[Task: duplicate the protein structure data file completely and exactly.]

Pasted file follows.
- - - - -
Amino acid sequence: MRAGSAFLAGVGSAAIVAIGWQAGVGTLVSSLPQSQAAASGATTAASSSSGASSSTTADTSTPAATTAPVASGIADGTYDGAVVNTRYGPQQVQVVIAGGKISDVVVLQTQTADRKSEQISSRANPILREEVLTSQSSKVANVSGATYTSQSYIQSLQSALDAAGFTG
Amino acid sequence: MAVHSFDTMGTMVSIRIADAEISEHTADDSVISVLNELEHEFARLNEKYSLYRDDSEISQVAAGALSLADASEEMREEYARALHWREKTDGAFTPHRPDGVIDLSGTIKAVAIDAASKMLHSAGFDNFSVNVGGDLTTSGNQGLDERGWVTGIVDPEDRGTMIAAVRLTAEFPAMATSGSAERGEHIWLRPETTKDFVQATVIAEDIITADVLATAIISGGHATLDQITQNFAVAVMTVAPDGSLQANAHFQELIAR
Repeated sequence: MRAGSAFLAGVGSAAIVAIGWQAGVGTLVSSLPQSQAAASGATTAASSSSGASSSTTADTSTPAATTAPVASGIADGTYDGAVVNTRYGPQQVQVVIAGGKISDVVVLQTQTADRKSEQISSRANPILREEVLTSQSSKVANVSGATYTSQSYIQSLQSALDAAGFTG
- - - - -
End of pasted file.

Amino acid sequence: MRAGSAFLAGVGSAAIVAIGWQAGVGTLVSSLPQSQAAASGATTAASSSSGASSSTTADTSTPAATTAPVASGIADGTYDGAVVNTRYGPQQVQVVIAGGKISDVVVLQTQTADRKSEQISSRANPILREEVLTSQSSKVANVSGATYTSQSYIQSLQSALDAAGFTG
Amino acid sequence: MAVHSFDTMGTMVSIRIADAEISEHTADDSVISVLNELEHEFARLNEKYSLYRDDSEISQVAAGALSLADASEEMREEYARALHWREKTDGAFTPHRPDGVIDLSGTIKAVAIDAASKMLHSAGFDNFSVNVGGDLTTSGNQGLDERGWVTGIVDPEDRGTMIAAVRLTAEFPAMATSGSAERGEHIWLRPETTKDFVQATVIAEDIITADVLATAIISGGHATLDQITQNFAVAVMTVAPDGSLQANAHFQELIAR
Repeated sequence: MRAGSAFLAGVGSAAIVAIGWQAGVGTLVSSLPQSQAAASGATTAASSSSGASSSTTADTSTPAATTAPVASGIADGTYDGAVVNTRYGPQQVQVVIAGGKISDVVVLQTQTADRKSEQISSRANPILREEVLTSQSSKVANVSGATYTSQSYIQSLQSALDAAGFTG